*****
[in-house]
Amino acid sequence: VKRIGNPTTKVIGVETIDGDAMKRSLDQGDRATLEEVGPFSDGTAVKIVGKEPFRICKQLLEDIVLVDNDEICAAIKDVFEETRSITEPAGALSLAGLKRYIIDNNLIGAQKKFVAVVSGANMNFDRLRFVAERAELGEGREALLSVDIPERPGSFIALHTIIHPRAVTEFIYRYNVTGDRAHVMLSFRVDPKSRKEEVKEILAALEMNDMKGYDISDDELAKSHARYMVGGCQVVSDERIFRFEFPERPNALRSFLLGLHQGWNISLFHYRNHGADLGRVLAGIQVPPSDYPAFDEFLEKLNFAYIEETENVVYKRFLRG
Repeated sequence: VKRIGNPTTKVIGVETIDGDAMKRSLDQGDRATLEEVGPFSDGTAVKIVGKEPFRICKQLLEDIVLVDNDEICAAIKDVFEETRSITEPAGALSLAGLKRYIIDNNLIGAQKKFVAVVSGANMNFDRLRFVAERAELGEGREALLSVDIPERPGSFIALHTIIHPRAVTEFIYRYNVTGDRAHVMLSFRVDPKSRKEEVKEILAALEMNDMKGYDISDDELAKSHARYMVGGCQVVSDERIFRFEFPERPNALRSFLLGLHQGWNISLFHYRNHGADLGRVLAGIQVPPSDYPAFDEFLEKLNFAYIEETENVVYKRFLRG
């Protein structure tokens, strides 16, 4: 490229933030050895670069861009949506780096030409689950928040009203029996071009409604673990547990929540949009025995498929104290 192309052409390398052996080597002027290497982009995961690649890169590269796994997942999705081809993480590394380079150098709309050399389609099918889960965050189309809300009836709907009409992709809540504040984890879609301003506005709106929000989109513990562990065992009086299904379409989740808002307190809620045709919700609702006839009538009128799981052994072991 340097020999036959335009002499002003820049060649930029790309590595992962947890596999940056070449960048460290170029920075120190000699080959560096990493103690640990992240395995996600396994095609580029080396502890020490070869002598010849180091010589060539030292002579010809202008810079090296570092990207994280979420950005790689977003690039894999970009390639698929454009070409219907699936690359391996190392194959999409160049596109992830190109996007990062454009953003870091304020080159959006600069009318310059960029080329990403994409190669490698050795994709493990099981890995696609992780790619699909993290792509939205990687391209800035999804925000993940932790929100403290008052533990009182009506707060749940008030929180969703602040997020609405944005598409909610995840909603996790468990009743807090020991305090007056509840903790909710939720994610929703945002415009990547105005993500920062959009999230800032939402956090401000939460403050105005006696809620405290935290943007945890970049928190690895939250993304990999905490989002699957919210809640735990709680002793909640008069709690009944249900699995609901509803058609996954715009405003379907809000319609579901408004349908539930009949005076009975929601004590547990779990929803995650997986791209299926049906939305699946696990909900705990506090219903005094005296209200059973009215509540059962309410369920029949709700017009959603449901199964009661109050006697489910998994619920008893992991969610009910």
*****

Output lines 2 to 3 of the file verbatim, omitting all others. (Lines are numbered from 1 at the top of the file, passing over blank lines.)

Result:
Amino acid sequence: VKRIGNPTTKVIGVETIDGDAMKRSLDQGDRATLEEVGPFSDGTAVKIVGKEPFRICKQLLEDIVLVDNDEICAAIKDVFEETRSITEPAGALSLAGLKRYIIDNNLIGAQKKFVAVVSGANMNFDRLRFVAERAELGEGREALLSVDIPERPGSFIALHTIIHPRAVTEFIYRYNVTGDRAHVMLSFRVDPKSRKEEVKEILAALEMNDMKGYDISDDELAKSHARYMVGGCQVVSDERIFRFEFPERPNALRSFLLGLHQGWNISLFHYRNHGADLGRVLAGIQVPPSDYPAFDEFLEKLNFAYIEETENVVYKRFLRG
Repeated sequence: VKRIGNPTTKVIGVETIDGDAMKRSLDQGDRATLEEVGPFSDGTAVKIVGKEPFRICKQLLEDIVLVDNDEICAAIKDVFEETRSITEPAGALSLAGLKRYIIDNNLIGAQKKFVAVVSGANMNFDRLRFVAERAELGEGREALLSVDIPERPGSFIALHTIIHPRAVTEFIYRYNVTGDRAHVMLSFRVDPKSRKEEVKEILAALEMNDMKGYDISDDELAKSHARYMVGGCQVVSDERIFRFEFPERPNALRSFLLGLHQGWNISLFHYRNHGADLGRVLAGIQVPPSDYPAFDEFLEKLNFAYIEETENVVYKRFLRG